SAN FRANCISCO (AdAge.com) -- For anyone away from a computer looking for a pizza shop, SMS, or texting, is often the quickest path to pepperoni heaven. Text "pizza" plus a ZIP code to a text-based-answer company, and it'll return listings. And, increasingly, texting also answers trivia queries, such as who won the Best Actress Oscar in 1992.
It's the latest wrinkle in the mobile-search game. And for advertisers, it's not hard see the value is in such transactions.
"The ubiquity of text messaging, coupled with the intent-driven nature of search, is a very powerful combination for marketers," said Jamie Wells, director of mobile at OMD's Ignition Factory.
ComScore data suggest mobile users still seek experiences that replicate the familiar PC desktop: 31 million people, or more than 10% of mobile users, searched the mobile web in March. But not everyone has access to the mobile web, and for those who do, searching can be a clumsy and time-consuming process. However, about 60% of cellphone users text on a regular basis, and nearly all cellphones are SMS-capable.
Yahoo and Google offer free text-answer services, but neither loudly touts them, leaving a handful of upstarts to prove SMS can be parlayed into a money-making platform. One of them, 4Info, is seeking its Google moment by bringing the search giant's monetization model to SMS.
The 5-year-old company hopes to collect fees from advertisers that want their ads served in the free text responses 4Info sends to users. Next quarter it will launch a self-service cost-per-click ad platform that lets advertisers bid on keywords against search queries. The company says it has 23 million unique users and delivered more than 100 million messages last month, with queries accounting for 30% of traffic. (Most traffic comes from users signed up to receive alerts such as stock prices and horoscopes.)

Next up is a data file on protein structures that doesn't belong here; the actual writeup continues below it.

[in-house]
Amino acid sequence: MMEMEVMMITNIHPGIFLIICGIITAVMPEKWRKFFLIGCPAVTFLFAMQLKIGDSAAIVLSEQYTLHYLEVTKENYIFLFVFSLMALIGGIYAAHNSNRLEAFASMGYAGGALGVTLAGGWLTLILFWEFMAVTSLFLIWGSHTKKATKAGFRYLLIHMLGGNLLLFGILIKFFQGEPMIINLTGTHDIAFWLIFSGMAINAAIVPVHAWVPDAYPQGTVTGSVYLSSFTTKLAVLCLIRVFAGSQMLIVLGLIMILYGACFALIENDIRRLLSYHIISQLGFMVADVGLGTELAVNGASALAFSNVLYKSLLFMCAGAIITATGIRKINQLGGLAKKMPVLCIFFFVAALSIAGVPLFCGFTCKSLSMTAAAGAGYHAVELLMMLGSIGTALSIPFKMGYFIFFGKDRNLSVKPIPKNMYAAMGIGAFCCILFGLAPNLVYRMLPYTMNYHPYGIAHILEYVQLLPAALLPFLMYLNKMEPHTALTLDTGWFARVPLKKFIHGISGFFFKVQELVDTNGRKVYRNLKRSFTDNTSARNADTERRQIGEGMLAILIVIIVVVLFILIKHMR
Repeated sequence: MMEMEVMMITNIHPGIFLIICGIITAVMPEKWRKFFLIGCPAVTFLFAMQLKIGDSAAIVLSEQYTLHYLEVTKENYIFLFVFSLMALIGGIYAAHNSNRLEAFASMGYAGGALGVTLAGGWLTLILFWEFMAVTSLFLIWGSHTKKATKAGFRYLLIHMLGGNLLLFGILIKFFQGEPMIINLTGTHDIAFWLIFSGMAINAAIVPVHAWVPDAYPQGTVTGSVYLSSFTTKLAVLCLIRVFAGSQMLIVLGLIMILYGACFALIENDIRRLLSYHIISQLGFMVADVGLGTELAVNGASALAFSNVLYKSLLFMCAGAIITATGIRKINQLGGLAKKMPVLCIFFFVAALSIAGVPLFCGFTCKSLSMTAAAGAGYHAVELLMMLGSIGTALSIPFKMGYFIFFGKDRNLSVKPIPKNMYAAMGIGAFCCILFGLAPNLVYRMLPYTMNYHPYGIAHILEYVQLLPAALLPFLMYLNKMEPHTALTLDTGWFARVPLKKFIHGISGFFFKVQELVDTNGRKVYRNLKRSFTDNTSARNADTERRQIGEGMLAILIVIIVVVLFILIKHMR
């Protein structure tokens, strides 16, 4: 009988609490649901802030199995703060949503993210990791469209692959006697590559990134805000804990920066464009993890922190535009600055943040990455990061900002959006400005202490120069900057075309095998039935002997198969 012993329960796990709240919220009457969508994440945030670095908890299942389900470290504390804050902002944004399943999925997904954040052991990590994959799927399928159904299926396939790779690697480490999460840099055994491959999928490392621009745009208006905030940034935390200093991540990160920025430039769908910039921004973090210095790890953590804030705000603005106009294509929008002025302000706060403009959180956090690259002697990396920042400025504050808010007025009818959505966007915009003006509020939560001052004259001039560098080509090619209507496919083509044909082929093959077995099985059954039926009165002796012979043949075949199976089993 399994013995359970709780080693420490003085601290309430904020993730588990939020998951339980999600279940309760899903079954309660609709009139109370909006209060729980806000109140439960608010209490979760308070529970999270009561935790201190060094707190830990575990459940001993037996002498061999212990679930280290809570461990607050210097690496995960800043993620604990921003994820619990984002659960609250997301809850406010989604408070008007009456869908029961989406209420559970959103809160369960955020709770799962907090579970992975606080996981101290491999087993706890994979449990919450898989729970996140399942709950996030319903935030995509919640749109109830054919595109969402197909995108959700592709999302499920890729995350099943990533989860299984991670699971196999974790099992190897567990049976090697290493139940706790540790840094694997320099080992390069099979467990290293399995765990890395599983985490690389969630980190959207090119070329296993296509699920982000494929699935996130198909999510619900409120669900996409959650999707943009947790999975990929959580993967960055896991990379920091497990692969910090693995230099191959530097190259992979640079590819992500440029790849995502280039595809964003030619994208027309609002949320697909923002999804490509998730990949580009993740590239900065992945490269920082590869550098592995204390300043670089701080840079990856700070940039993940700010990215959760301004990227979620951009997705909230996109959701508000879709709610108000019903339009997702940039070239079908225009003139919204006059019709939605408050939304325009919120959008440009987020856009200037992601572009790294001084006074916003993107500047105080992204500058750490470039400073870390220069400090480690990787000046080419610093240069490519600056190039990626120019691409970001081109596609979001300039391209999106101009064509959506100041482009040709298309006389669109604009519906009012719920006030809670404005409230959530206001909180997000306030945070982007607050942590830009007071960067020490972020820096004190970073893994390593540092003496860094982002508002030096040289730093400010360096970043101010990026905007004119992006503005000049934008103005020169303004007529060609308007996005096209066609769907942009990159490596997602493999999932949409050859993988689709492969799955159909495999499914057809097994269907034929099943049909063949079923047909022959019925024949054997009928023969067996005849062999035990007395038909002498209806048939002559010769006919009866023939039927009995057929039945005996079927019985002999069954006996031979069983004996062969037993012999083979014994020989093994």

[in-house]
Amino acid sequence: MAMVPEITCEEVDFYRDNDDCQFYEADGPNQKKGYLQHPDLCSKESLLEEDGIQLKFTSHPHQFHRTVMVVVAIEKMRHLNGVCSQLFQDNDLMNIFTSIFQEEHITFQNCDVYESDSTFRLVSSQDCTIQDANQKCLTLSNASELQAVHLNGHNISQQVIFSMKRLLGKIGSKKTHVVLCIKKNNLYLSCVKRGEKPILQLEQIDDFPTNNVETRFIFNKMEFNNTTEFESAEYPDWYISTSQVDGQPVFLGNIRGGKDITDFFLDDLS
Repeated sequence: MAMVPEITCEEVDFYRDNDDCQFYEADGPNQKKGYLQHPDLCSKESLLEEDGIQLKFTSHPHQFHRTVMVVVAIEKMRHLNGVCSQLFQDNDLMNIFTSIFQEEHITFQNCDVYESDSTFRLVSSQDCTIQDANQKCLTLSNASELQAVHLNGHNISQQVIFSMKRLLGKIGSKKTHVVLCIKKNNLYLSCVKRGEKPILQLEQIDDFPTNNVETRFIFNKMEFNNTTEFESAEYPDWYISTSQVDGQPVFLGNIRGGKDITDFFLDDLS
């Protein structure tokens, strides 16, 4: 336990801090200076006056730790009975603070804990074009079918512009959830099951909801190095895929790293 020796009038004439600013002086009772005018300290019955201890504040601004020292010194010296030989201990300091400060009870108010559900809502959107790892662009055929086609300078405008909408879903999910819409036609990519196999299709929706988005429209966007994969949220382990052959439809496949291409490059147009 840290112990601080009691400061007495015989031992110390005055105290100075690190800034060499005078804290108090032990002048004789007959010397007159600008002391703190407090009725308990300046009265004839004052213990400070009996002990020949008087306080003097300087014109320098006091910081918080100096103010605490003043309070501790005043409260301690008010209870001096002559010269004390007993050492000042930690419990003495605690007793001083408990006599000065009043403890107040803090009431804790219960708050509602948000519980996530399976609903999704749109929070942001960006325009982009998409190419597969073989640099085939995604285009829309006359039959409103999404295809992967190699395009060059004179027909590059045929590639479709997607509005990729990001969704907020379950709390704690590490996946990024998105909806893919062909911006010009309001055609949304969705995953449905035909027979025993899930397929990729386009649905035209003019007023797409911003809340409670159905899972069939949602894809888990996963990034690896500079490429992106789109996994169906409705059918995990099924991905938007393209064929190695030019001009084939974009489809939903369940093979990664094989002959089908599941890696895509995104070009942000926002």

CEO Zaw Thet said 4Info's search ads outperform mobile-ad-network ads by three to four times. ComScore confirms that: SMS ads average a 16% response rate, outperforming typical 1%-to-3% click-through rates for mobile display ads.
Unlike 4Info, SMS-based answer service KGB -- launched by a former Yahoo Mobile exec -- and ChaCha, the text-search field's leader (per ComScore), employ people who field SMS queries. ChaCha employs 55,000 work-at-homers to handle its average monthly 650,000 questions from 4 million unique users. While ChaCha is ad-supported, KGB costs 99 cents a query, similar to All Questions Answered, a popular service in the U.K. and Ireland.
"The mobile-advertising space is so new that everyone lumps everything together, but it's not all created equally," said ChaCha CEO Scott Jones. "ChaCha is not pushing something; people are coming to us and asking questions in real time, and we're trying to get advertisers in front of them for something that they may actually want."
Neil Strother, a Forrester analyst, said he wonders how profitable the SMS-search business is and if enough users will use it. "It's a viable business, but the margins may not be that huge," he said. "You need a big audience to drive enough traffic to make it worthwhile." He said consumers need to be trained to search by text -- one of the reasons KGB has been busy with TV and outdoor ads.
OMD's Mr. Wells gives the edge to human-powered search. He said most users don't have the patience to keep texting until they hit on a satisfactory result. But when people guide the query, they're more likely to hit the "right" answer immediately.
Phuc Truong, U.S. managing director of mobile marketing at Mobext, who has purchased ad inventory from ChaCha and 4Info, said texting's popularity means these services will have longevity.
But Mr. Truong said for his money, Twitter would have the best shot at owning the SMS search space if it were to open up its platform further. He said he sees a scenario in which he could post a tweet like "When's the next 'Star Trek' movie playing at Theatre Z?" and his followers could text their replies. "This would build on top of the human connection," he said.